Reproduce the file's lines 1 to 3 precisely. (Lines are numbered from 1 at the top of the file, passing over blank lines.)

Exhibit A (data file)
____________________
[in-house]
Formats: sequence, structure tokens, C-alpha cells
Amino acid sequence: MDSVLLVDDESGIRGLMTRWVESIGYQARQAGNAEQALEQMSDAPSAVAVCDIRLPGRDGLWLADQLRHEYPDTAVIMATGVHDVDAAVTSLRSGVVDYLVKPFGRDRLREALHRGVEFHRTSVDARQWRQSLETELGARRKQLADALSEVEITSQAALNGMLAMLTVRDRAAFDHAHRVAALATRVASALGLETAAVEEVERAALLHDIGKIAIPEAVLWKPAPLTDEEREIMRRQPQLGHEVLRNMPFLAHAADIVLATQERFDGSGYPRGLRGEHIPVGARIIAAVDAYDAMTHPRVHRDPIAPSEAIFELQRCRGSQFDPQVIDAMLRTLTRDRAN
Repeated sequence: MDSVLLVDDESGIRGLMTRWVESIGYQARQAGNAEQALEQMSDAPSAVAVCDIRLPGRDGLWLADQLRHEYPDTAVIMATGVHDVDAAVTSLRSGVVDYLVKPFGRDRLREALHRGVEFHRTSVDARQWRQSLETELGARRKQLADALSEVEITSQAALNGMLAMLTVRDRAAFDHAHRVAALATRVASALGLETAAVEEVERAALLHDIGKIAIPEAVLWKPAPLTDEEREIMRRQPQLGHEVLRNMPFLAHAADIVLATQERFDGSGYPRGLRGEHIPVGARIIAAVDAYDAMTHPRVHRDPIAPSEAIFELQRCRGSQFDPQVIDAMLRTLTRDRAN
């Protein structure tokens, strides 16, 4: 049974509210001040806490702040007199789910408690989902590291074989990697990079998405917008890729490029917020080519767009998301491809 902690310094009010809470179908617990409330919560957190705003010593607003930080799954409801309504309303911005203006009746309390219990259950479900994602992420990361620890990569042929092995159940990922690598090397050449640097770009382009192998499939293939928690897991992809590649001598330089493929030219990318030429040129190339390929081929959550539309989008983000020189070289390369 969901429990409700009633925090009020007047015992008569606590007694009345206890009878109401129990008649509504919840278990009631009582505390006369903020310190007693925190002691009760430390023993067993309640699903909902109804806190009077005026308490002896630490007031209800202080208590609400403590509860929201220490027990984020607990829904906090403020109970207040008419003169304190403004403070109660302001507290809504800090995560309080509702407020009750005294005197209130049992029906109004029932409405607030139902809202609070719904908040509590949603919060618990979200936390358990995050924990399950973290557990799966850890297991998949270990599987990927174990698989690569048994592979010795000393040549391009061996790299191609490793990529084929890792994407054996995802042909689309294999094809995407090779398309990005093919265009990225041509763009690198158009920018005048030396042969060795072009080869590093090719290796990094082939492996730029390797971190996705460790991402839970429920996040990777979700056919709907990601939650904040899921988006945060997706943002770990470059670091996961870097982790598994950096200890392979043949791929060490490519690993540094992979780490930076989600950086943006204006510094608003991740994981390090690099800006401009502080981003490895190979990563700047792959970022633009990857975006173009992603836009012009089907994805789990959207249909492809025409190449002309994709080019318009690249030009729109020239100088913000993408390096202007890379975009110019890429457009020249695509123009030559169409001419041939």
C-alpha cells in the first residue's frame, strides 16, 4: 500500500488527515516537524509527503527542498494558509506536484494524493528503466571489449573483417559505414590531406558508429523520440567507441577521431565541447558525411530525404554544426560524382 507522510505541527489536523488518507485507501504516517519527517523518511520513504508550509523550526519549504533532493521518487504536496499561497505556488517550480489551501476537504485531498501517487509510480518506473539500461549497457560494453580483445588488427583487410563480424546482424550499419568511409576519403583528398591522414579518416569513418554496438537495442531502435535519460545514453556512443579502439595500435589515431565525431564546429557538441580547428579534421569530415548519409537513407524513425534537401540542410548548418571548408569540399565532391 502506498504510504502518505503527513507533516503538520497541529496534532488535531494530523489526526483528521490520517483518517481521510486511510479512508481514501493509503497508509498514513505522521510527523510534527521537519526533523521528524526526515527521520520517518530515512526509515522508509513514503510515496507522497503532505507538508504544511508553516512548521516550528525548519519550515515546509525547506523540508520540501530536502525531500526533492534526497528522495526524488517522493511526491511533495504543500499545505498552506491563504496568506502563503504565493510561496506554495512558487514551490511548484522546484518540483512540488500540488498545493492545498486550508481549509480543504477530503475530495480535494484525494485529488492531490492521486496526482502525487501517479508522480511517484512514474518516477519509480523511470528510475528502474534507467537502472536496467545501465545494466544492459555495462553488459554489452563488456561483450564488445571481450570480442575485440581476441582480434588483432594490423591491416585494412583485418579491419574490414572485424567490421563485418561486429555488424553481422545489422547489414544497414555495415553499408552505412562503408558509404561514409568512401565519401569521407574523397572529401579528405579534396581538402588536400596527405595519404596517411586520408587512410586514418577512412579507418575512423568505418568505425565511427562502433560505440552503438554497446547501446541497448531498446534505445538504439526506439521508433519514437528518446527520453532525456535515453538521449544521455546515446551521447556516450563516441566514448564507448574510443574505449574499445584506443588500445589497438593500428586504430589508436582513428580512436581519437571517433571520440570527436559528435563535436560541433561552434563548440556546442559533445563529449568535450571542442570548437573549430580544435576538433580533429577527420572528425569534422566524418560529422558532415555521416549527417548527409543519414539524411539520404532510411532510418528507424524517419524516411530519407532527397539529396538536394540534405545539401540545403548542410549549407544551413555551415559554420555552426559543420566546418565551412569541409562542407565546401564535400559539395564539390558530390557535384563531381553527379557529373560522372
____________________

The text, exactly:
[in-house]
Formats: sequence, structure tokens, C-alpha cells
Amino acid sequence: MDSVLLVDDESGIRGLMTRWVESIGYQARQAGNAEQALEQMSDAPSAVAVCDIRLPGRDGLWLADQLRHEYPDTAVIMATGVHDVDAAVTSLRSGVVDYLVKPFGRDRLREALHRGVEFHRTSVDARQWRQSLETELGARRKQLADALSEVEITSQAALNGMLAMLTVRDRAAFDHAHRVAALATRVASALGLETAAVEEVERAALLHDIGKIAIPEAVLWKPAPLTDEEREIMRRQPQLGHEVLRNMPFLAHAADIVLATQERFDGSGYPRGLRGEHIPVGARIIAAVDAYDAMTHPRVHRDPIAPSEAIFELQRCRGSQFDPQVIDAMLRTLTRDRAN